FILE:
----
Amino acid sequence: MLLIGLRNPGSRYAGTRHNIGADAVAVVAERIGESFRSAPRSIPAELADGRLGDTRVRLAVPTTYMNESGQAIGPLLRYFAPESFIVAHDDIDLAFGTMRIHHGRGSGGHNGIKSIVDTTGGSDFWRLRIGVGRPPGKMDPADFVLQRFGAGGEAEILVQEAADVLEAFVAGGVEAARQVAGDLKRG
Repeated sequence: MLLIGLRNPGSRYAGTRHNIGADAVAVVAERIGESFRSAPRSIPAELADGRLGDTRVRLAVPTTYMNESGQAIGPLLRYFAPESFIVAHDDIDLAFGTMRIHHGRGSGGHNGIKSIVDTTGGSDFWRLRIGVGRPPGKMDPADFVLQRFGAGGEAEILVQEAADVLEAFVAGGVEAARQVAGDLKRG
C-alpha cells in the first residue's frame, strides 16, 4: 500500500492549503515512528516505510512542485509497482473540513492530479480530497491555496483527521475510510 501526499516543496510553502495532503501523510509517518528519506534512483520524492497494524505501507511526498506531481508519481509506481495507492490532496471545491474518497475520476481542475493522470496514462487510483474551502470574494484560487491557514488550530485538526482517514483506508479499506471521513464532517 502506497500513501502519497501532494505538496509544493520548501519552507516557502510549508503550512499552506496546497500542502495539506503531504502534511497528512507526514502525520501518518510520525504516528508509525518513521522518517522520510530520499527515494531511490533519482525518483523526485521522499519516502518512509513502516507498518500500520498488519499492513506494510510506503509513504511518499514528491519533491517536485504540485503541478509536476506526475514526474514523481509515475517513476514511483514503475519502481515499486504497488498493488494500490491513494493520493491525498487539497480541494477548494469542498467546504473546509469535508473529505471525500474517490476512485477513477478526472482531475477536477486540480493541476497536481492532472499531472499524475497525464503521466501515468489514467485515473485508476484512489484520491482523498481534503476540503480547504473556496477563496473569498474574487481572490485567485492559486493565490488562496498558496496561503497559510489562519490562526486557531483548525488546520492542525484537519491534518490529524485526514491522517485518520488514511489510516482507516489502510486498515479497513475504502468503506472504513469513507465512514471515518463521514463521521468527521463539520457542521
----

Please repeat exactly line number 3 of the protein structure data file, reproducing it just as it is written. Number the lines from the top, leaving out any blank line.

C-alpha cells in the first residue's frame, strides 16, 4: 500500500492549503515512528516505510512542485509497482473540513492530479480530497491555496483527521475510510 501526499516543496510553502495532503501523510509517518528519506534512483520524492497494524505501507511526498506531481508519481509506481495507492490532496471545491474518497475520476481542475493522470496514462487510483474551502470574494484560487491557514488550530485538526482517514483506508479499506471521513464532517 502506497500513501502519497501532494505538496509544493520548501519552507516557502510549508503550512499552506496546497500542502495539506503531504502534511497528512507526514502525520501518518510520525504516528508509525518513521522518517522520510530520499527515494531511490533519482525518483523526485521522499519516502518512509513502516507498518500500520498488519499492513506494510510506503509513504511518499514528491519533491517536485504540485503541478509536476506526475514526474514523481509515475517513476514511483514503475519502481515499486504497488498493488494500490491513494493520493491525498487539497480541494477548494469542498467546504473546509469535508473529505471525500474517490476512485477513477478526472482531475477536477486540480493541476497536481492532472499531472499524475497525464503521466501515468489514467485515473485508476484512489484520491482523498481534503476540503480547504473556496477563496473569498474574487481572490485567485492559486493565490488562496498558496496561503497559510489562519490562526486557531483548525488546520492542525484537519491534518490529524485526514491522517485518520488514511489510516482507516489502510486498515479497513475504502468503506472504513469513507465512514471515518463521514463521521468527521463539520457542521